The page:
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Strengthening the Government’s Commitment in Mitigating Climate Change


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Jakarta, 15 December 2023 – The Indonesian government continues to improve in terms of strengthening its commitment to climate change mitigation. Since starting to aggressively commit to climate mitigation in 2021, the Indonesian Government has continued to carry out follow-up actions through various assessments of funding commitments and creating decarbonization roadmaps in each sector.

Nurcahyanto, Policy Analyst for the Ministry of Energy and Mineral Resources (MEMR), said at the launch of the Indonesia Energy Transition Outlook (IETO) 2024 report organized by the Institute for Essential Services Reform that one of the efforts currently being carried out by the government through the Ministry of Energy and Mineral Resources is to carry out revision of the National Energy Policy (KEN). It is hoped that the results of the revised KEN will be more relevant to Indonesia’s current efforts to carry out comprehensive decarbonization, especially in the electricity sector.

“Target revision (KEN) is only a method based on numbers, but from an implementation perspective it must be supported by regulations and we need to optimize it. For example, in carrying out early retirement for PLTUs, a road map needs to be prepared, as well as consolidation with related ministries/institutions,” he said.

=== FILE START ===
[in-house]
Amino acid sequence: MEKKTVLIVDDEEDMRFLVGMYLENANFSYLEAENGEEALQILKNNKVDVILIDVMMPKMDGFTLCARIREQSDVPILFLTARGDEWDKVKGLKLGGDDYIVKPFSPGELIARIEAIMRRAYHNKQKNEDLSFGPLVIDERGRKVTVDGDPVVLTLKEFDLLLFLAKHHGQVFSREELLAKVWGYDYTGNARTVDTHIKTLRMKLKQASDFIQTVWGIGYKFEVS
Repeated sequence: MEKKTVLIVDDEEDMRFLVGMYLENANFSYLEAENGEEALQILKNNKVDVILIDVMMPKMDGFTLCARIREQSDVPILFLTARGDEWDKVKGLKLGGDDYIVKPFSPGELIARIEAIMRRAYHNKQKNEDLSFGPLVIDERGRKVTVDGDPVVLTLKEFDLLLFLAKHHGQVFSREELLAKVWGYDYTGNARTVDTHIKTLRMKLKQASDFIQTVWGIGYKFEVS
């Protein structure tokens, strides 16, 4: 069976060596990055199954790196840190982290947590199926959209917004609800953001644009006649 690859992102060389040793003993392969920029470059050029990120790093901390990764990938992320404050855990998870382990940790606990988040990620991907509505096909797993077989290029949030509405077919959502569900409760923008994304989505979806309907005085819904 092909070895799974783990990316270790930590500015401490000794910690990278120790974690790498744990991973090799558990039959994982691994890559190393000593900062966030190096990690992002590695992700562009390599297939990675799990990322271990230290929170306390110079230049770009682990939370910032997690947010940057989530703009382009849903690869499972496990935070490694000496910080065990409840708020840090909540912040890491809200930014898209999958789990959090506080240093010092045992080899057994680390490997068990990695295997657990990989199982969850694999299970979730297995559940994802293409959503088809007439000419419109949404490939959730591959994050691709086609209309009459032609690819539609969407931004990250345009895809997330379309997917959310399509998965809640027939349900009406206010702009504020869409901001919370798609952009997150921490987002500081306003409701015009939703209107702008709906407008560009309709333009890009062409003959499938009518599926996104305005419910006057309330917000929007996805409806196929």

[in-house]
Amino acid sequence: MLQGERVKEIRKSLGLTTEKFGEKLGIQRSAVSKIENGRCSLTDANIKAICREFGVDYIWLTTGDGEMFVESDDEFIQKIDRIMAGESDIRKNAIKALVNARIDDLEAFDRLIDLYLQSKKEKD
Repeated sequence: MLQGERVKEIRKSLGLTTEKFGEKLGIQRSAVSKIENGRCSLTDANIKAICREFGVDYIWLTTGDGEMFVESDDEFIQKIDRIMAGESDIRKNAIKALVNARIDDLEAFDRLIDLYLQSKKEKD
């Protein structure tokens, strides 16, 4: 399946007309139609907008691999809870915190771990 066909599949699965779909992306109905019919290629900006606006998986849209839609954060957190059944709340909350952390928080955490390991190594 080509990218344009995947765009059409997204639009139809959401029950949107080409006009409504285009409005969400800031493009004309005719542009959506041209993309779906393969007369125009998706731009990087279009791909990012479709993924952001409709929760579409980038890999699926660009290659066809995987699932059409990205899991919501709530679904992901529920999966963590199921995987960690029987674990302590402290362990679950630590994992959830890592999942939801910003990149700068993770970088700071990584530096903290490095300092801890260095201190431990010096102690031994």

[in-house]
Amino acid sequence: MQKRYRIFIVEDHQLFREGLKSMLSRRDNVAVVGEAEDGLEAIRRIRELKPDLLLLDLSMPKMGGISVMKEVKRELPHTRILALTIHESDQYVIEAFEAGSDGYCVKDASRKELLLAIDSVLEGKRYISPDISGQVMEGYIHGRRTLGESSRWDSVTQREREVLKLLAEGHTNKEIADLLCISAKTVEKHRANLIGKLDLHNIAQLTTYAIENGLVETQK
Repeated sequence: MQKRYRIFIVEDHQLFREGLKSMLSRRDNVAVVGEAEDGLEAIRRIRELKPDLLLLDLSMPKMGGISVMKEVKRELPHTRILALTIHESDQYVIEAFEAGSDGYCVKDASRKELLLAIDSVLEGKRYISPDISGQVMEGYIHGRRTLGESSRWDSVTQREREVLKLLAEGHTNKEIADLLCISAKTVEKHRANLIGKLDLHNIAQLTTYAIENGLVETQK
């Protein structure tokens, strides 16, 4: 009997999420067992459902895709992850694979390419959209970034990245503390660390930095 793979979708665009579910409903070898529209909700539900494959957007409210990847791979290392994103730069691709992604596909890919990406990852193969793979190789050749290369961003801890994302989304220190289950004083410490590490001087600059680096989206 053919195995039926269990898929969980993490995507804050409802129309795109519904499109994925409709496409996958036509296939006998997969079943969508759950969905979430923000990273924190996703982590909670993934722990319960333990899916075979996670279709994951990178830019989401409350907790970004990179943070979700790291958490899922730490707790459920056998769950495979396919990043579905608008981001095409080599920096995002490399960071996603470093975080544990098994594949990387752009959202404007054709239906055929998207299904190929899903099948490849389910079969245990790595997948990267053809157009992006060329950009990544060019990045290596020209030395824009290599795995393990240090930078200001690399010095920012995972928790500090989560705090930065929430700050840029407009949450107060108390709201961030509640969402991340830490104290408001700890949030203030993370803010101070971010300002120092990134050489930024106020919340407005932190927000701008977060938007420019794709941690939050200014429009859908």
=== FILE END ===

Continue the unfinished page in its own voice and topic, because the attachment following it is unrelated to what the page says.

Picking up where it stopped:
The issuance of Presidential Decree 112/2022 is one of the guiding documents for the decarbonization of Indonesia’s electricity sector, with the main point being to accelerate the cessation of coal-fired power plants.

August Axel Zacharie, Head of Energy Cooperation, Danish Embassy, said that in the global context, Indonesia’s position as a developing country (emerging economy) is an investment attraction in itself, but Indonesia needs to prepare a supportive ecosystem.

“Investment needs for the energy transition, which reach approximately 1 trillion USD until 2050, must be seen as not just building infrastructure, but within these cost requirements there are community aspects, job transition, quality of life, and other non-physical aspects,” added August.

Still related to the high need for investment in renewable energy, and the government’s obligation to guarantee energy security, the Indonesian Government provides energy subsidies. However, this policy is not a sustainable policy.

Evita Herawati Legowo, PYC Senior Fellow, stated that it is necessary to think about a more targeted method for providing energy subsidies.

“There needs to be involvement of all parties in this matter, not just collaboration but a clear division of tasks as to who does what, starting from industry, research, energy, as well as investors,” said Evita.

The Indonesian Government’s commitment to decarbonization is a binding guideline. Delivered by Unggul Priyanto, Main Expert Engineer, BRIN, especially after 2060, all energy sources must come from clean energy sources.

“(The use-ed) LNG, or natural gas, is one option during the transition. But after 2060, like it or not, it has to be replaced with a truly clean (energy source-ed),” he said.

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